The Emirate of Sharjah, the UAE’s 3rd largest Emirate both in terms of economy and population, has shown an average GDP growth of 6% a year from 2010 to 2015. The economy of Sharjah has a relatively diverse production base and is not directly dependent on oil and gas. However, Sharjah’s main regional economic partners are oil-dependent economies. Consequently, changes in regional economics due to the downturn in the oil market have slowed Sharjah’s growth since 2015.

Sharjah’s GDP stands at $24.81 billion in 2015. Standard & Poor’s estimates that GDP per capita will be at about $31,000 in 2016. Sharjah’s GDP growth is expected to remain at around 4% in 2017, according to Moody’s Investors Service.

Sharjah’s GDP growth

Source: UAE Ministry of Economy

Sharjah’s fiscal deficits are forecast to reach 14% of GDP by the end of 2016. Moody’s affirmed its A3 long-term credit rating for the emirate of Sharjah with a stable outlook in December 2016. The Emirate’s economy has slowed down however, and Sharjah's debt burden and debt affordability are still low, according to Moody’s. Inflation in Sharjah has fallen steeply since the beginning of 2016, increasing by only 0.2 percent year-on-year in August 2016.

The key sectors contributing to GDP are real estate and business services. These are followed by manufacturing, mining and energy, and wholesale and retail.

GDP Contribution by Sector in Sharjah

Source: S&P

Sharjah’s budget was $5.5 billion in 2016. The biggest line item in Sharjah’s budget is economic development projects which will reinforce sustainable growth in the Emirate.

Sharjah’s Budget Allocation in 2016

Source: S&P

Sharjah government increased its government spending allocations in its annual budget for 2016 by 2% on the previous year. Sharjah government also raised capital expenditures by 6% in 2015, raising the total percentage to 25%.

The government of Sharjah’s revenue sits at about 6% of GDP. The government's budget outlines the major contributors to government revenues as customs (17%) and company registration fees (15%). It is predicted that the planned VAT, which will be introduced in 2018, will also help to increase the stability of Sharjah’s government’s revenue. However, VAT could make the Emirate of Sharjah less attractive to foreign companies.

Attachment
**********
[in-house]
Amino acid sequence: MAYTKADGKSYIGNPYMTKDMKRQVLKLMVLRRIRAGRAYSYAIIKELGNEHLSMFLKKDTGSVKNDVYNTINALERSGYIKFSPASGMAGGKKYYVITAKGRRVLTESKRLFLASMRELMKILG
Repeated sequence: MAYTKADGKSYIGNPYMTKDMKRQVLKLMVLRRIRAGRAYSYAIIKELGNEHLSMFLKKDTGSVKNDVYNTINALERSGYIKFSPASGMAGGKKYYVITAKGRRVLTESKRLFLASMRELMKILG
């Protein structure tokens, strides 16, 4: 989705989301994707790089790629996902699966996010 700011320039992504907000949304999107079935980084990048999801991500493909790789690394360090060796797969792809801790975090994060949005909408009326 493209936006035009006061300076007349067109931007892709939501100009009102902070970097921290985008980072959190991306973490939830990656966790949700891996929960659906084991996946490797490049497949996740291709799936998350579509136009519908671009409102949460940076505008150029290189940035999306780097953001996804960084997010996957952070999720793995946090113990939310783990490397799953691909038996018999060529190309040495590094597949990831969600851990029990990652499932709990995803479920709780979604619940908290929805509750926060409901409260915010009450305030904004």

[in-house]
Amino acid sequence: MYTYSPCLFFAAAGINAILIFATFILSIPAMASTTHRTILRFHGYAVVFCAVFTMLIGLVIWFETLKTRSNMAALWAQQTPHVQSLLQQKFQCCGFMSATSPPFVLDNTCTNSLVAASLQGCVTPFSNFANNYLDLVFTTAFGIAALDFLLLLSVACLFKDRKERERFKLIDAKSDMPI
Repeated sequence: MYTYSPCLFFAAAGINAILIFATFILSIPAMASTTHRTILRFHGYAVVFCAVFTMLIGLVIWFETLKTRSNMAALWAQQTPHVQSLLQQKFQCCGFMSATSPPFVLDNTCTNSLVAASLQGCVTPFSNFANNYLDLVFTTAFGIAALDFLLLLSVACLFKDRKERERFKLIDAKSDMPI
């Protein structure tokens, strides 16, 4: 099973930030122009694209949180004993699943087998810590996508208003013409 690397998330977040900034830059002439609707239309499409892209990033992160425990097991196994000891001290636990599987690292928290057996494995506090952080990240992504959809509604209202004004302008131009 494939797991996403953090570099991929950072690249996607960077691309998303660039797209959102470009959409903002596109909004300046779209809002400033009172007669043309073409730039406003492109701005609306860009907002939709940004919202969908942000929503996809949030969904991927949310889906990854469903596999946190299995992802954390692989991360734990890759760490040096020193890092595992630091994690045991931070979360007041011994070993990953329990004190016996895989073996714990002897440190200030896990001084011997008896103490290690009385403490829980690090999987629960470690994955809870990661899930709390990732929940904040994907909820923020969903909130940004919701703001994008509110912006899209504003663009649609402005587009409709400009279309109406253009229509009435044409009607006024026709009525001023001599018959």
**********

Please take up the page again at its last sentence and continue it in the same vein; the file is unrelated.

In order to diversify its revenue sources the government backs various initiatives to encourage startups establishing themselves in Sharjah. Sharjah hosts more than 16% of all SMEs in the UAE, which exceed 45,000 in number. Currently, Sharjah has three free zones: Hamriyah Free Zone, Sharjah Airport International Free Zone, and Sharjah Media City. The free zones in Sharjah, which allow for full foreign ownership of companies with no tax or restrictions on invested capital, host around 13,500 companies from 157 countries across multiple industrial sectors.

The manufacturing and tourism sectors play a crucial role in Sharjah’s economic development plans. Sharjah accounts for nearly one-third of the UAE's entire manufacturing sector, which alone accounts for almost 16% of GDP. The Industrial Affairs Department estimates that the contribution from the industrial sector to Sharjah’s GDP may reach 25% by 2025.

Under its Tourism Vision 2021, the Emirate aims to attract 10 million tourists per year by 2021. Sharjah has recorded a 7% increase in hotel revenue, reaching Dh378 million in the first six months of 2016. The number of Asian tourists grew by 12%, making Asia the second largest source market for Sharjah, after the GCC which sent nearly 220,000 visitors during the first six months of 2016.

Despite the tighter banking sector liquidity and slowdown in investments, it is expected that large public sector infrastructure projects in Dubai and Abu Dhabi will provide support for Sharjah's economy in the medium term. BMI Research expects construction for the Dubai Expo 2020 will stimulate growth of more than 6% in the construction sector alone.